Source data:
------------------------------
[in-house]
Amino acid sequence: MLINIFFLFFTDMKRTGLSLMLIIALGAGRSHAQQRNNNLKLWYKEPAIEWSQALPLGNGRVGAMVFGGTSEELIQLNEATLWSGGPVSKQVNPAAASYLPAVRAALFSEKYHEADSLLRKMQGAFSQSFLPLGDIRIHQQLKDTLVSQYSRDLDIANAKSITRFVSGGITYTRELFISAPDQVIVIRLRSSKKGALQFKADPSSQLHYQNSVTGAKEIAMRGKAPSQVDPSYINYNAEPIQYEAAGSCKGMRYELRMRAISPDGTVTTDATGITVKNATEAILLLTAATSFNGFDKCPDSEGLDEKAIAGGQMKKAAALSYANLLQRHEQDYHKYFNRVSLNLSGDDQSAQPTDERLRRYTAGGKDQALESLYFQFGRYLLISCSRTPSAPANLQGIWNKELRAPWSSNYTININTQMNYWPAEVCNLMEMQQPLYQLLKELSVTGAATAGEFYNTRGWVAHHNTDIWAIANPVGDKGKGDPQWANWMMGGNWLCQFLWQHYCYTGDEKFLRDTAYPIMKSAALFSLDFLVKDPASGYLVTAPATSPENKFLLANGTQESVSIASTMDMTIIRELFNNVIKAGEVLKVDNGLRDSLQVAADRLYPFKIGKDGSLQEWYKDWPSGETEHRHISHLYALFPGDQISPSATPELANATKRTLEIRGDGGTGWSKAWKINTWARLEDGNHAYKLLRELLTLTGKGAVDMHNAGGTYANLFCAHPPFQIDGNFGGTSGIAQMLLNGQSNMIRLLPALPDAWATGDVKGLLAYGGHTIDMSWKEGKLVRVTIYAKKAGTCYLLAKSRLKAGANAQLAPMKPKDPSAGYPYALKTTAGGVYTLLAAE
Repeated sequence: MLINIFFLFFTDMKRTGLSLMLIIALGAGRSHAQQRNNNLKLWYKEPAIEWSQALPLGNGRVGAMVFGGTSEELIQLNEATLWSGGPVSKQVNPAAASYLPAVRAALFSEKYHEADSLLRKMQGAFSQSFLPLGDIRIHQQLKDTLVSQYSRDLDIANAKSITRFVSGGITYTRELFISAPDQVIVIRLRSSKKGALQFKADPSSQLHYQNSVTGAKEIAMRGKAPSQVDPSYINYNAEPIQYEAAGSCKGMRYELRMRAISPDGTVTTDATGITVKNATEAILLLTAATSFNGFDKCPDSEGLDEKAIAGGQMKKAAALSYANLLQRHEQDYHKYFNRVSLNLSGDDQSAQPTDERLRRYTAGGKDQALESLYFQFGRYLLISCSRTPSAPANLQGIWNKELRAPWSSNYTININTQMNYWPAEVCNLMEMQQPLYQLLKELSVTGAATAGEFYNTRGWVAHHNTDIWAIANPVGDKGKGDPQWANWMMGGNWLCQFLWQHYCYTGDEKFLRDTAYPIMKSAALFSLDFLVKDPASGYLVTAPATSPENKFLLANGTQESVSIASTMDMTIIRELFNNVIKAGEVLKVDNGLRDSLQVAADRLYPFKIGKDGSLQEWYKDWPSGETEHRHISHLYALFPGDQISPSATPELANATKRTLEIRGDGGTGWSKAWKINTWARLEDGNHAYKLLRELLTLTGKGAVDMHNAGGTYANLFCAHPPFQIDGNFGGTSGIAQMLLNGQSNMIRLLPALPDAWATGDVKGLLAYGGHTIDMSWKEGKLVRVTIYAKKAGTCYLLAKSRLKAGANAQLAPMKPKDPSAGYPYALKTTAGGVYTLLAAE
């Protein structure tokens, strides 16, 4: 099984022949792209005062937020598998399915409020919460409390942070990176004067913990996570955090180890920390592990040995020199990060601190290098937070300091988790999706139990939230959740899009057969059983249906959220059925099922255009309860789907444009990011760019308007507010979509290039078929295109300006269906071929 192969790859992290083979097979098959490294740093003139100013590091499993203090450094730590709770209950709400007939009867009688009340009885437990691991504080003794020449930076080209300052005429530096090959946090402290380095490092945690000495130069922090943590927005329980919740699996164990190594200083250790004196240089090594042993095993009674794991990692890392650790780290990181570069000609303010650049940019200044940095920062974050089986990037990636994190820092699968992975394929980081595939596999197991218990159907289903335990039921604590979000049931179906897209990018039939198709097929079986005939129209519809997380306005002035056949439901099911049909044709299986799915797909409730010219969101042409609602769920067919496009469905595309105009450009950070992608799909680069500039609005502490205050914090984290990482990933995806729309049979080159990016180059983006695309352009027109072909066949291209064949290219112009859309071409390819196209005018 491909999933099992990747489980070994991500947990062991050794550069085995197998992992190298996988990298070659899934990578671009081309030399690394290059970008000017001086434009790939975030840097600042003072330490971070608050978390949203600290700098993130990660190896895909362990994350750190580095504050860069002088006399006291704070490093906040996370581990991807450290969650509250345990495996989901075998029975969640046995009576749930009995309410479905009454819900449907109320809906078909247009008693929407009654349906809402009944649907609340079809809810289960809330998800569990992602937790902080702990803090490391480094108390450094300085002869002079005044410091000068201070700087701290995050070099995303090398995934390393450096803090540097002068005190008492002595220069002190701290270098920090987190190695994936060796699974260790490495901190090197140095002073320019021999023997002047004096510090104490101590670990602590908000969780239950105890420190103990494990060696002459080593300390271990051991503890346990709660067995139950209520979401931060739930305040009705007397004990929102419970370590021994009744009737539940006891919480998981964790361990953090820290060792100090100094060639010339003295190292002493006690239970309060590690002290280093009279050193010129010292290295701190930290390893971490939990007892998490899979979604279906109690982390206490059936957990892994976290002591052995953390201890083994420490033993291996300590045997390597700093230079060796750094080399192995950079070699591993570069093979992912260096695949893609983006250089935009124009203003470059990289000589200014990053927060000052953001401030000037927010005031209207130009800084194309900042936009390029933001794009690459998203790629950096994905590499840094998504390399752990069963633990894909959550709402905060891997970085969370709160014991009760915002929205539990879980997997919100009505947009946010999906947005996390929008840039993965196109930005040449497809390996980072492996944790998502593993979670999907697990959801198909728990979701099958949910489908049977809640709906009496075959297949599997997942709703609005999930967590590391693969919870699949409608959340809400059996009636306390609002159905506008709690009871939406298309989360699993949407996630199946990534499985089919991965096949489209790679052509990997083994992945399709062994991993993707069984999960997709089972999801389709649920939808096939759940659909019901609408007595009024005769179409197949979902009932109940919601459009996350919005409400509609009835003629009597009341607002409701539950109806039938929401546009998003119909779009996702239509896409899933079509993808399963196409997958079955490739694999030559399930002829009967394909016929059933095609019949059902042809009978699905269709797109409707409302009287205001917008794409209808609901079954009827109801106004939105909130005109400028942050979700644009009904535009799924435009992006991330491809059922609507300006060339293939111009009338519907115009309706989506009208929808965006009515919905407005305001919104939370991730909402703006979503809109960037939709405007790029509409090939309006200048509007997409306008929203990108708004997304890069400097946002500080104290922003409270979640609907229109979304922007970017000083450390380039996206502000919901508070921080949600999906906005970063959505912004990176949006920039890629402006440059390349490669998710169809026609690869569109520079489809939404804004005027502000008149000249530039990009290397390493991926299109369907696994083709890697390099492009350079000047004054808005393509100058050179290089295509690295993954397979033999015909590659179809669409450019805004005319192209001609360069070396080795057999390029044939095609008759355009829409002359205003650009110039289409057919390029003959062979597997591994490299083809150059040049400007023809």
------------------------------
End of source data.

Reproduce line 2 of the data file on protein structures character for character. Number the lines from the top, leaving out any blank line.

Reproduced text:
Amino acid sequence: MLINIFFLFFTDMKRTGLSLMLIIALGAGRSHAQQRNNNLKLWYKEPAIEWSQALPLGNGRVGAMVFGGTSEELIQLNEATLWSGGPVSKQVNPAAASYLPAVRAALFSEKYHEADSLLRKMQGAFSQSFLPLGDIRIHQQLKDTLVSQYSRDLDIANAKSITRFVSGGITYTRELFISAPDQVIVIRLRSSKKGALQFKADPSSQLHYQNSVTGAKEIAMRGKAPSQVDPSYINYNAEPIQYEAAGSCKGMRYELRMRAISPDGTVTTDATGITVKNATEAILLLTAATSFNGFDKCPDSEGLDEKAIAGGQMKKAAALSYANLLQRHEQDYHKYFNRVSLNLSGDDQSAQPTDERLRRYTAGGKDQALESLYFQFGRYLLISCSRTPSAPANLQGIWNKELRAPWSSNYTININTQMNYWPAEVCNLMEMQQPLYQLLKELSVTGAATAGEFYNTRGWVAHHNTDIWAIANPVGDKGKGDPQWANWMMGGNWLCQFLWQHYCYTGDEKFLRDTAYPIMKSAALFSLDFLVKDPASGYLVTAPATSPENKFLLANGTQESVSIASTMDMTIIRELFNNVIKAGEVLKVDNGLRDSLQVAADRLYPFKIGKDGSLQEWYKDWPSGETEHRHISHLYALFPGDQISPSATPELANATKRTLEIRGDGGTGWSKAWKINTWARLEDGNHAYKLLRELLTLTGKGAVDMHNAGGTYANLFCAHPPFQIDGNFGGTSGIAQMLLNGQSNMIRLLPALPDAWATGDVKGLLAYGGHTIDMSWKEGKLVRVTIYAKKAGTCYLLAKSRLKAGANAQLAPMKPKDPSAGYPYALKTTAGGVYTLLAAE